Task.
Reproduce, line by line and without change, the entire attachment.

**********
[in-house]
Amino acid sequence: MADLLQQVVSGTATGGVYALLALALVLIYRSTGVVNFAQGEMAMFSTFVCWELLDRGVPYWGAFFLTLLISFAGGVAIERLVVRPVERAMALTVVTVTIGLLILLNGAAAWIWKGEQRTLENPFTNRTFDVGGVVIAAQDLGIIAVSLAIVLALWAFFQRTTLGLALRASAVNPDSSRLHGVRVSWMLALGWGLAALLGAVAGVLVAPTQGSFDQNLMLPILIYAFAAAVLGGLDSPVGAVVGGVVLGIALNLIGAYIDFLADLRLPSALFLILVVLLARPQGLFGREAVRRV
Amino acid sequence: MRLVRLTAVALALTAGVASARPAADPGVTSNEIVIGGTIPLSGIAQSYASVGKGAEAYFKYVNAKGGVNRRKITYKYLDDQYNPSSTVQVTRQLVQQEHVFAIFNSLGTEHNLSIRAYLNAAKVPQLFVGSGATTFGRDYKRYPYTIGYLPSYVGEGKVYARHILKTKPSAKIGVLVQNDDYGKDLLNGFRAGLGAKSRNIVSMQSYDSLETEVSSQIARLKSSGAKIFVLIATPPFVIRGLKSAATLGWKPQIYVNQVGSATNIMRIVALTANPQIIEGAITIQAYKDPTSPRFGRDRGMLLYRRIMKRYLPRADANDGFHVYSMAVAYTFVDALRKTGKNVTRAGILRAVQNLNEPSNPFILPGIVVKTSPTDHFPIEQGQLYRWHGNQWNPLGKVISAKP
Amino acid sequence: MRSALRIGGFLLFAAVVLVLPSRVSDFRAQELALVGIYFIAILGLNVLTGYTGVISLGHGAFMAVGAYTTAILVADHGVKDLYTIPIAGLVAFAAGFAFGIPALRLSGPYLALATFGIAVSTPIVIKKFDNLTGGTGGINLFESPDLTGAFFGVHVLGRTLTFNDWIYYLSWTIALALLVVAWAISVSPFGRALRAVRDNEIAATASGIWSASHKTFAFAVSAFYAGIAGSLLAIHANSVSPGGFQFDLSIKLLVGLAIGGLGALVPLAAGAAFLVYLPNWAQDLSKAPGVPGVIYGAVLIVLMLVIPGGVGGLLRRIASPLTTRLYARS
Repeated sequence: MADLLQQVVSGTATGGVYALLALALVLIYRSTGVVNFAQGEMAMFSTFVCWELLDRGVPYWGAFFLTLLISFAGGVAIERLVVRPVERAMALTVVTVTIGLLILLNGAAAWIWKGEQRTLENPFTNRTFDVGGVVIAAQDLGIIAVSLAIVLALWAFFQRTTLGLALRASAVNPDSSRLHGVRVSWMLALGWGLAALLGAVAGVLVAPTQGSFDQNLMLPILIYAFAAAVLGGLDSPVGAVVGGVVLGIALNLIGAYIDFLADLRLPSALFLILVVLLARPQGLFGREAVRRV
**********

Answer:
[in-house]
Amino acid sequence: MADLLQQVVSGTATGGVYALLALALVLIYRSTGVVNFAQGEMAMFSTFVCWELLDRGVPYWGAFFLTLLISFAGGVAIERLVVRPVERAMALTVVTVTIGLLILLNGAAAWIWKGEQRTLENPFTNRTFDVGGVVIAAQDLGIIAVSLAIVLALWAFFQRTTLGLALRASAVNPDSSRLHGVRVSWMLALGWGLAALLGAVAGVLVAPTQGSFDQNLMLPILIYAFAAAVLGGLDSPVGAVVGGVVLGIALNLIGAYIDFLADLRLPSALFLILVVLLARPQGLFGREAVRRV
Amino acid sequence: MRLVRLTAVALALTAGVASARPAADPGVTSNEIVIGGTIPLSGIAQSYASVGKGAEAYFKYVNAKGGVNRRKITYKYLDDQYNPSSTVQVTRQLVQQEHVFAIFNSLGTEHNLSIRAYLNAAKVPQLFVGSGATTFGRDYKRYPYTIGYLPSYVGEGKVYARHILKTKPSAKIGVLVQNDDYGKDLLNGFRAGLGAKSRNIVSMQSYDSLETEVSSQIARLKSSGAKIFVLIATPPFVIRGLKSAATLGWKPQIYVNQVGSATNIMRIVALTANPQIIEGAITIQAYKDPTSPRFGRDRGMLLYRRIMKRYLPRADANDGFHVYSMAVAYTFVDALRKTGKNVTRAGILRAVQNLNEPSNPFILPGIVVKTSPTDHFPIEQGQLYRWHGNQWNPLGKVISAKP
Amino acid sequence: MRSALRIGGFLLFAAVVLVLPSRVSDFRAQELALVGIYFIAILGLNVLTGYTGVISLGHGAFMAVGAYTTAILVADHGVKDLYTIPIAGLVAFAAGFAFGIPALRLSGPYLALATFGIAVSTPIVIKKFDNLTGGTGGINLFESPDLTGAFFGVHVLGRTLTFNDWIYYLSWTIALALLVVAWAISVSPFGRALRAVRDNEIAATASGIWSASHKTFAFAVSAFYAGIAGSLLAIHANSVSPGGFQFDLSIKLLVGLAIGGLGALVPLAAGAAFLVYLPNWAQDLSKAPGVPGVIYGAVLIVLMLVIPGGVGGLLRRIASPLTTRLYARS
Repeated sequence: MADLLQQVVSGTATGGVYALLALALVLIYRSTGVVNFAQGEMAMFSTFVCWELLDRGVPYWGAFFLTLLISFAGGVAIERLVVRPVERAMALTVVTVTIGLLILLNGAAAWIWKGEQRTLENPFTNRTFDVGGVVIAAQDLGIIAVSLAIVLALWAFFQRTTLGLALRASAVNPDSSRLHGVRVSWMLALGWGLAALLGAVAGVLVAPTQGSFDQNLMLPILIYAFAAAVLGGLDSPVGAVVGGVVLGIALNLIGAYIDFLADLRLPSALFLILVVLLARPQGLFGREAVRRV